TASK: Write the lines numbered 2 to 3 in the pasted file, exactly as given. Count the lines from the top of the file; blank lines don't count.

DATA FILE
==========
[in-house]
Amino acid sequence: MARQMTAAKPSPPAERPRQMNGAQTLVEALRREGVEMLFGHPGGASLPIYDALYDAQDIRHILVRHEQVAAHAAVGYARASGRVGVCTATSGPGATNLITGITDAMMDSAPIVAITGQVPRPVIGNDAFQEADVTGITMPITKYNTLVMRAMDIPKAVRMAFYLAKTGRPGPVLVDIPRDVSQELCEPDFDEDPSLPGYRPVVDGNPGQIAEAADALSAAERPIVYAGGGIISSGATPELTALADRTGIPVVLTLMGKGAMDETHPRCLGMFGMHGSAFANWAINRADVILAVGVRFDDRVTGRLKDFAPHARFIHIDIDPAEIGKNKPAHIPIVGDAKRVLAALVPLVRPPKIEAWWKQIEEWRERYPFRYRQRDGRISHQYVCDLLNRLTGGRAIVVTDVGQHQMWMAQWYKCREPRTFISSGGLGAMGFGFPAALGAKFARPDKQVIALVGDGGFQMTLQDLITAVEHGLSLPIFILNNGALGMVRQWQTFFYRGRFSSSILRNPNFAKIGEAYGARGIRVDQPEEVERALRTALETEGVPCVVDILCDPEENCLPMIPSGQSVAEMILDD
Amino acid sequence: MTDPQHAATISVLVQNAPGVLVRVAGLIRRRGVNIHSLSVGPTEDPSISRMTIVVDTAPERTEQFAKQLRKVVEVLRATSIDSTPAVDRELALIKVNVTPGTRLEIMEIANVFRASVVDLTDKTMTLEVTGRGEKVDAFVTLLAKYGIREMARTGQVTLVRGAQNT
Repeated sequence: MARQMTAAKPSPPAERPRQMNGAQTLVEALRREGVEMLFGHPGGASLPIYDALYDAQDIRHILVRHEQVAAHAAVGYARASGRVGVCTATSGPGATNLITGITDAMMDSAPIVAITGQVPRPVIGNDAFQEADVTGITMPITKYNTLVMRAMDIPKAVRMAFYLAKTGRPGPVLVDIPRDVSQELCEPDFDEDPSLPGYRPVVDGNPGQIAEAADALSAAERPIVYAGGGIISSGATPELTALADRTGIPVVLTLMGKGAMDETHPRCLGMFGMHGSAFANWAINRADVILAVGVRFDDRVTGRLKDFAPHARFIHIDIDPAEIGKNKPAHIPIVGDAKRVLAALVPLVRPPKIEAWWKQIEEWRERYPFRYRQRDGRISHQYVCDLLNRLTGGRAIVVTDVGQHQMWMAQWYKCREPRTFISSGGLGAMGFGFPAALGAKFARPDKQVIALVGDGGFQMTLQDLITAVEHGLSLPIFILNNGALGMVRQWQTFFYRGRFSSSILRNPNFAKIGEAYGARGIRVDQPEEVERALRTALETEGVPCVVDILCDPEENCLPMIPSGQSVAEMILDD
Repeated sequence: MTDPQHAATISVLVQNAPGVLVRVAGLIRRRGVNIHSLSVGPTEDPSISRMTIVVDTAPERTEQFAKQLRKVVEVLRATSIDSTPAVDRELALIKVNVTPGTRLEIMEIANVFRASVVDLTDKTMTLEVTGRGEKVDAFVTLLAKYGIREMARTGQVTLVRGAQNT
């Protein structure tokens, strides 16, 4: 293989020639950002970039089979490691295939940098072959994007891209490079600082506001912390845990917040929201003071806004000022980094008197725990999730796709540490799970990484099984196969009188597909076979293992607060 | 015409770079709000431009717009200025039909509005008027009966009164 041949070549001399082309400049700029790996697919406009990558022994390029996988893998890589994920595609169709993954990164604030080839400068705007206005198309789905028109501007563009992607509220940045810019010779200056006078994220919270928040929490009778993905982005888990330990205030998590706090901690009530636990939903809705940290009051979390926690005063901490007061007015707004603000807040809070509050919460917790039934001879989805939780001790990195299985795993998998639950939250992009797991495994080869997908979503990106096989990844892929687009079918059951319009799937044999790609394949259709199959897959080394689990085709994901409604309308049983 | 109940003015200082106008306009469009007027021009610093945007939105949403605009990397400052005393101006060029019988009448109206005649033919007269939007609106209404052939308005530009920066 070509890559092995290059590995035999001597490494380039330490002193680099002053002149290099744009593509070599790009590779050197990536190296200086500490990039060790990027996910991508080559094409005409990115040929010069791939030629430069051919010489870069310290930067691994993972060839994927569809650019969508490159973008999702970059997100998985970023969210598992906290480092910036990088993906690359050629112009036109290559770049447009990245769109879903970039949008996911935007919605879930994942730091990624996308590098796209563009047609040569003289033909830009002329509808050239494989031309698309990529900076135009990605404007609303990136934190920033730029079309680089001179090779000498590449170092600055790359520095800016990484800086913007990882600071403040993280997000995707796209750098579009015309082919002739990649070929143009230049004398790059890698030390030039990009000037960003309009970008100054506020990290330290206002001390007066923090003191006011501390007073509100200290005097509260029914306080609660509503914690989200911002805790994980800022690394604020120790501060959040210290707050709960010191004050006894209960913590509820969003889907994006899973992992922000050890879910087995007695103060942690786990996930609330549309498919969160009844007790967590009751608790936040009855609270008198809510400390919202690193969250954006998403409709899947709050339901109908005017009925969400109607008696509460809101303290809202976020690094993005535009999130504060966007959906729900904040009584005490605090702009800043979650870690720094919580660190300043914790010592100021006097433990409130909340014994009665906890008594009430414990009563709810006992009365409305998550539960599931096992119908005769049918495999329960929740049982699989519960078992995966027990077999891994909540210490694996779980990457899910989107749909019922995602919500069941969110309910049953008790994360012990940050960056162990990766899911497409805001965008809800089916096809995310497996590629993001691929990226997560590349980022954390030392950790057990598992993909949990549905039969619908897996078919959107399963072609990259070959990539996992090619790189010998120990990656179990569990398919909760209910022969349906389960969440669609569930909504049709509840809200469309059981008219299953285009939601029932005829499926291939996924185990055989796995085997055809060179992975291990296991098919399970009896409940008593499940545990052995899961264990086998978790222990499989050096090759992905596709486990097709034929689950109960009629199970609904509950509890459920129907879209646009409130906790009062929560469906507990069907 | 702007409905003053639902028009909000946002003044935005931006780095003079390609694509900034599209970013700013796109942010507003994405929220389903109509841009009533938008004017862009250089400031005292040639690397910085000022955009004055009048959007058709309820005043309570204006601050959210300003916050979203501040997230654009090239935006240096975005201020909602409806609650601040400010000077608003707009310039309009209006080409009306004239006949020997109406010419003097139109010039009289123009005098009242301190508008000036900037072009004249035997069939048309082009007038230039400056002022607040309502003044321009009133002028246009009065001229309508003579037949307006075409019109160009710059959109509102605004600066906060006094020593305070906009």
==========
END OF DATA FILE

Amino acid sequence: MARQMTAAKPSPPAERPRQMNGAQTLVEALRREGVEMLFGHPGGASLPIYDALYDAQDIRHILVRHEQVAAHAAVGYARASGRVGVCTATSGPGATNLITGITDAMMDSAPIVAITGQVPRPVIGNDAFQEADVTGITMPITKYNTLVMRAMDIPKAVRMAFYLAKTGRPGPVLVDIPRDVSQELCEPDFDEDPSLPGYRPVVDGNPGQIAEAADALSAAERPIVYAGGGIISSGATPELTALADRTGIPVVLTLMGKGAMDETHPRCLGMFGMHGSAFANWAINRADVILAVGVRFDDRVTGRLKDFAPHARFIHIDIDPAEIGKNKPAHIPIVGDAKRVLAALVPLVRPPKIEAWWKQIEEWRERYPFRYRQRDGRISHQYVCDLLNRLTGGRAIVVTDVGQHQMWMAQWYKCREPRTFISSGGLGAMGFGFPAALGAKFARPDKQVIALVGDGGFQMTLQDLITAVEHGLSLPIFILNNGALGMVRQWQTFFYRGRFSSSILRNPNFAKIGEAYGARGIRVDQPEEVERALRTALETEGVPCVVDILCDPEENCLPMIPSGQSVAEMILDD
Amino acid sequence: MTDPQHAATISVLVQNAPGVLVRVAGLIRRRGVNIHSLSVGPTEDPSISRMTIVVDTAPERTEQFAKQLRKVVEVLRATSIDSTPAVDRELALIKVNVTPGTRLEIMEIANVFRASVVDLTDKTMTLEVTGRGEKVDAFVTLLAKYGIREMARTGQVTLVRGAQNT